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In a fearful desire, I am considering the power of the mind, and the idea that fear has the ability to pull the mind in dueling directions surrou… Read More
In a fearful desire, I am considering the power of the mind, and the idea that fear has the ability to pull the mind in dueling directions surrounding a single fixation. I am describing the uncanny nature of phobia in that it creates a cognitive dissonance, the experience of being both attracted to, yet repulsed by a subject. I am working with my own experiences of phobia, specifically ornithophobia (fear of birds) as inspiration to communicate this greater idea. This is apparent in my choice to use bird skin as the ‘fabric’ for what is a hooded garment that stands alone as a sculpture. By skinning the birds and using the remains as my material I am using my own hand to, in a sense, remove their power, by way of physically carrying out the disturbed act. I then reconstruct the material to create a garment that might be seen as a shelter or space of vulnerability and comfort. While a fear can become strong enough to desire death, the fixation can in turn release a sense of security and desire for its presence. Ultimately recognizing the point of trauma and allowing the very source to ‘heal the wounds’ itself inflicted. Read Less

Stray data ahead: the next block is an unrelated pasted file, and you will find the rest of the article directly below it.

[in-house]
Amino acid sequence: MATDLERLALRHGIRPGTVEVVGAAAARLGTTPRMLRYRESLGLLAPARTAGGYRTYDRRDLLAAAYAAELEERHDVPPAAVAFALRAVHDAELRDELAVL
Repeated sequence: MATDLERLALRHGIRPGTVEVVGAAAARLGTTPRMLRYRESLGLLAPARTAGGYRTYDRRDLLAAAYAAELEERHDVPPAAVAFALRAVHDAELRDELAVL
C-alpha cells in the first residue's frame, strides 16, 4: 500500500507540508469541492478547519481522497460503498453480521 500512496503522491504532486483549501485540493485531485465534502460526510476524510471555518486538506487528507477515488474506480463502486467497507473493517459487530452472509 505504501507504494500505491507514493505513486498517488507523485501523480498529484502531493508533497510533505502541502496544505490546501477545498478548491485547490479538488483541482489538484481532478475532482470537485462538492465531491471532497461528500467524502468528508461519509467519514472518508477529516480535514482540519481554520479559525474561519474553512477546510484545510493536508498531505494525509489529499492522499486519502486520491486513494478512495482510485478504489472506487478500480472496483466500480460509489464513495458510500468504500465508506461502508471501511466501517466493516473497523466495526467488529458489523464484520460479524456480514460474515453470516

Published:
a fearful desire
Various home-tanned bird leathers (goose, duck, pheasant, chicken, quail) hand-stitched with thread